Let’s look a bit closer at some biblical wisdom on the gambling issue. Al Mohler3 shares the following insight: “The entire enterprise of gambling is opposed to the moral worldview revealed in God’s Word. The basic impulse behind gambling is greed—a basic sin that is the father of many other evils. Greed, covetousness, and avarice are repeatedly addressed by Scripture—always presented as a sin against God, and often accompanied by a graphic warning of the destruction which is greed’s result. The burning desire for earthly riches leads to frustration and spiritual death.” Paul gave clear advice to young Timothy that, “the love of money is a root of all sorts of evil….” (1 Timothy 6:10).
Many of our brothers embracing gambling will say, “We never bet more than a couple of dollars a game. What in the world can that hurt?” How about causing a weaker brother to stumble? Paul clearly warns the Corinthians (1 Corinthians 8:13) to be careful of causing a brother to stumble. Our goal should be to do nothing that makes a fellow Christian stumble. We all know that addictions can begin very casually and on a small scale. We should also ask our brothers about their embracing of the worldview of chance. A biblical worldview affirms God’s sovereignty over all events, leaving no place for luck. Do we want to be embracing a worldview of chance before family and friends?
Two more biblical principles stand firmly against the gambling idea—our clarion call to be good stewards, and to embrace a strong work ethic. The good steward realizes that his possessions and money are not his own, but God’s. How do you explain that trip to Las Vegas when we give a final accounting to our Lord? Perhaps you would agree wholeheartedly with the stewardship issue, but are wondering about the connection of gambling with the Christian work ethic. The dignity of work and reward for industriousness is highlighted throughout scripture. Lazy, slothful individuals were considered scandalous to the early church. With gambling, one is offered the hope of gain without labor.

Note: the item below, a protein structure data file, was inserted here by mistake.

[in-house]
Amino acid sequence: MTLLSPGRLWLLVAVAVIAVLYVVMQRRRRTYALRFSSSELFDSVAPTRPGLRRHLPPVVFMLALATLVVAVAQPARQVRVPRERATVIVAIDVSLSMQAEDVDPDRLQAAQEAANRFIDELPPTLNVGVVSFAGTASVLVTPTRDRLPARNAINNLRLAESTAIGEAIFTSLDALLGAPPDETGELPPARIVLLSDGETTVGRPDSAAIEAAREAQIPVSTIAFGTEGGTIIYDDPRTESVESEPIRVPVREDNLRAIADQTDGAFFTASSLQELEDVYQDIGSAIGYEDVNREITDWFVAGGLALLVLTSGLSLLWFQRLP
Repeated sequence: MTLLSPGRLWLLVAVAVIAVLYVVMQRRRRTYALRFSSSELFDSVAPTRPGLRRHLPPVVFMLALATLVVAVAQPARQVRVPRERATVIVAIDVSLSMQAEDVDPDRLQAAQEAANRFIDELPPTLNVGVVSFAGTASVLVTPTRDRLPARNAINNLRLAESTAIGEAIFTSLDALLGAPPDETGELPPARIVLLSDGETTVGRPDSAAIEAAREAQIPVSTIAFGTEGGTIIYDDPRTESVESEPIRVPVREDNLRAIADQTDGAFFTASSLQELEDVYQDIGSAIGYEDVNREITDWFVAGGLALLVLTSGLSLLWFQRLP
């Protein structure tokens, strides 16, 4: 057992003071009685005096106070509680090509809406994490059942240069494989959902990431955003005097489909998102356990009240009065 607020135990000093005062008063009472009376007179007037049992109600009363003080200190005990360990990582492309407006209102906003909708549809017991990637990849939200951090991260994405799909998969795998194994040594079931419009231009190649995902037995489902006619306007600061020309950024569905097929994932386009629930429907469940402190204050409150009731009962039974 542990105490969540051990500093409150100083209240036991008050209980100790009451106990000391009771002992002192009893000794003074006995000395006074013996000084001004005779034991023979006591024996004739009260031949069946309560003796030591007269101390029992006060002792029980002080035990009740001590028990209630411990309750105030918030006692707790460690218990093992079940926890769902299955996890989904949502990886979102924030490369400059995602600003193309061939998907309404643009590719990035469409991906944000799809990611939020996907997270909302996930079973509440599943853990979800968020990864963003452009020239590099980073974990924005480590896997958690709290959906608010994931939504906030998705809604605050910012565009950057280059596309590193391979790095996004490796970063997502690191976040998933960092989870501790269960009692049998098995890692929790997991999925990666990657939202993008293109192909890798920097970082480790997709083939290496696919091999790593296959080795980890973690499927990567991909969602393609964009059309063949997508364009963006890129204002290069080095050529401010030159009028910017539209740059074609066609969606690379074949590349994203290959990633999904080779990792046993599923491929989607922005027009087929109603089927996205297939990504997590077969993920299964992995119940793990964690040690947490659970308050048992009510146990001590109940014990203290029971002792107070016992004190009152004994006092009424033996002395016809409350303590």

The National Association of Evangelicals and the Southern Baptist Convention officially oppose gambling, and last year opposed a bill that would have expanded online poker. In a 1997 resolution the SBC called on Christians to “exercise their influence by refusing to participate in any form of gambling or its promotion.” Good for them. I challenge each of you to be having a conversation with friends and relatives about this topic that the church has been too silent and complacent about. You might start with the introductory question we posed. Finally, remember to watch out for those “harmless” games that you think are being done in secret. We not only have our omniscient Father, we have that digital trail that may come back to haunt us someday.
* Stay tuned next month as we wrap up this topic with powerful testimony from one of our own- Lloyd Campbell
Questions or comments may be directed to firstname.lastname@example.org.
(1) Christianity Today, Jim Burns
(2) World Magazine Nov. 2, 2013
(3) Albert Mohler Feb 20, 2012